Business

Webcast: The Open Innovation Revolution with Stefan Lindegaard

After the success of the Open Your World Forum we ran in May, we've decided to make webcasts a regular feature on opensource.com. On Wednesday, September 1, we'll host our first guest, Stefan Lindegaard. » Read more

1 Comment

Does your organization need a "no policy" policy?

Daniel Pink published an interesting piece over the weekend in The Telegraph about Netflix's innovative corporate policy of not having a vacation policy. » Read more

25 Comments

Navigating the murky waters of the new media: Five lessons from PepsiGate

Recently PepsiCo quietly bought the rights to blog about nutrition on a highly respected science blog network. Outraged bloggers and readers at ScienceBlogs said—well, things I can't repeat here—and dubbed the debacle PepsiGate.

As you may have guessed, the blog quickly vanished, but the resulting debate provides insight into some ethical considerations around the so-called new media: the world of online citizen-based journalism. » Read more

1 Comment

How to kill a dinosaur in 3 easy steps

In 2000 the punk rock band NOFX released an album called Pump Up The Valuum. When I first heard the CD, I immediately took to the song "Dinosaurs Will Die." (Warning--contains explicit lyrics) Shortly thereafter I got into the open source movement, and I cannot count how many times the lyrics from that song have stuck out in my head. » Read more

2 Comments

OpenIDEO: a new experiment in open innovation

This week, those smart folks over at IDEO launched a new project they are calling OpenIDEO. If you aren't familiar with IDEO yet, you should be—they are the poster children for design thinking specifically and 21st century innovation more generally. » Read more

2 Comments

Why incentives don't work in education—or the business world

Even as the U.S. economy recovers from a financial meltdown led by a number of white-collar Wall Street swindlers, critics of the public education system push for more “business” in the classroom: specifically the implementation of incentives and the hiring of CEOs for superintendents.

There's just one little problem. According to 40 plus years of academic research, incentives—and disincentives—don't normally work. And when they do, they often don't make people behave quite like their proponents anticipate. » Read more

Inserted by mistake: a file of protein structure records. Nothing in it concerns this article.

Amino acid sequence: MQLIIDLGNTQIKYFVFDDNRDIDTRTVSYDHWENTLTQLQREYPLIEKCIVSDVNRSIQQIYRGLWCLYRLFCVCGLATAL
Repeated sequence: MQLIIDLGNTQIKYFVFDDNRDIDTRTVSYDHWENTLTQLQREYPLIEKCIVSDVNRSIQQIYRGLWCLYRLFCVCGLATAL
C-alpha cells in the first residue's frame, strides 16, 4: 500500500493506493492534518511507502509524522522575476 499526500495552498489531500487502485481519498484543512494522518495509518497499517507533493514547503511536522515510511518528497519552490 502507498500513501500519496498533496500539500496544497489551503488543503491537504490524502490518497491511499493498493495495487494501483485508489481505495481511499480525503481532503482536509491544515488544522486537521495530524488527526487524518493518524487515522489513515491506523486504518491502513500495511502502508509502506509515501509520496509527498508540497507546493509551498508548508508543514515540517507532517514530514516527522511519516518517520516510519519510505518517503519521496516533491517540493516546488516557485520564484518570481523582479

11 Comments

Is your culture made of gold or fool's gold?

When I hear people talk about how awesome their organizational culture is, I often find myself wondering what sort of “great” culture it is.

For me, great cultures fall into two categories: entitlement and mission-driven. Those “best places to work” lists don't usually make a distinction, but I do. Here is the difference:

Entitlement cultures

The surest sign of an entitlement culture? When someone tells you why they like their work, they give you an example of a benefit not related to the work itself. Some examples:
» Read more

1 Comment

Can open business practices survive an acquisition?

It ain’t easy being open in today’s corporate environment. It’s even harder for an open company to stick to its knitting when it joins forces with a much larger, much more entrenched player in its industry. Is it possible for a small company to stay true to its more 21st century values if it hopes to reach the heights of its 20th century predecessors? » Read more

2 Comments

How to market your software skills

open source experience

If you ask a software developer how to make money writing code, you'll usually get employment or selling applications as your answer. It's my opinion, however, that most are missing the boat and need to think of their skills as a marketable service.

The other answers, while not wrong, have to do with point of view. » Read more

0 Comments

Managing clouds and the death of formality in business

I've been toying around with a new hypothesis. Here it is:

Formality in business is dying.

Now I am not talking about Blue Jeans Friday and Bring Your Pet to Work Day all of the sudden cropping up everywhere. I've seen very formally-run businesses where people showed up in jeans with their dogs or whatever. So much superficial informality.

What I'm talking about is a fundamental shift of business culture and management practices from formal to informal in many innovative companies. What do I mean? Let's take a step back. » Read more

2 Comments